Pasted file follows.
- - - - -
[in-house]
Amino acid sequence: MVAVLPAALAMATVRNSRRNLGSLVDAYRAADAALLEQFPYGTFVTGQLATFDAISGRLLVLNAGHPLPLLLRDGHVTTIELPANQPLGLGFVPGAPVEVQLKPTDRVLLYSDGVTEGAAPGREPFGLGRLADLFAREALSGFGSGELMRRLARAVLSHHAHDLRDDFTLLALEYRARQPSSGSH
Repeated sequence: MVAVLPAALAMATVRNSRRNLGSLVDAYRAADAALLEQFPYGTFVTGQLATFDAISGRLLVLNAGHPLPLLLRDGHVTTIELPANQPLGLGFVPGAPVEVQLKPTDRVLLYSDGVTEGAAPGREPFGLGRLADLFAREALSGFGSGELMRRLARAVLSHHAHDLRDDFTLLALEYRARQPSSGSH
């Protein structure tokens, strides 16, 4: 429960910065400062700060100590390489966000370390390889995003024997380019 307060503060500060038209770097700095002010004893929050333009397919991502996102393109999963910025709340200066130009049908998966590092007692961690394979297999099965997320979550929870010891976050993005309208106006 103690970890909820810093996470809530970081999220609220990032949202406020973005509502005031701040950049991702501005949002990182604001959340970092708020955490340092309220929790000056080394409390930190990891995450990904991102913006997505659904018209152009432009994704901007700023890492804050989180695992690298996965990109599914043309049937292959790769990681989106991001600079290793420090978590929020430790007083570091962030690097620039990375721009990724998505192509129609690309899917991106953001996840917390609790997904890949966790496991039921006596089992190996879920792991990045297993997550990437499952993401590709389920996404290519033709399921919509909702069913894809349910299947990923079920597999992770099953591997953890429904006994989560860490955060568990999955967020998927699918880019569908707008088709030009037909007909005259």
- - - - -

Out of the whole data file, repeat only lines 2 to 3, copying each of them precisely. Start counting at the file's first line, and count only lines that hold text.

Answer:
Amino acid sequence: MVAVLPAALAMATVRNSRRNLGSLVDAYRAADAALLEQFPYGTFVTGQLATFDAISGRLLVLNAGHPLPLLLRDGHVTTIELPANQPLGLGFVPGAPVEVQLKPTDRVLLYSDGVTEGAAPGREPFGLGRLADLFAREALSGFGSGELMRRLARAVLSHHAHDLRDDFTLLALEYRARQPSSGSH
Repeated sequence: MVAVLPAALAMATVRNSRRNLGSLVDAYRAADAALLEQFPYGTFVTGQLATFDAISGRLLVLNAGHPLPLLLRDGHVTTIELPANQPLGLGFVPGAPVEVQLKPTDRVLLYSDGVTEGAAPGREPFGLGRLADLFAREALSGFGSGELMRRLARAVLSHHAHDLRDDFTLLALEYRARQPSSGSH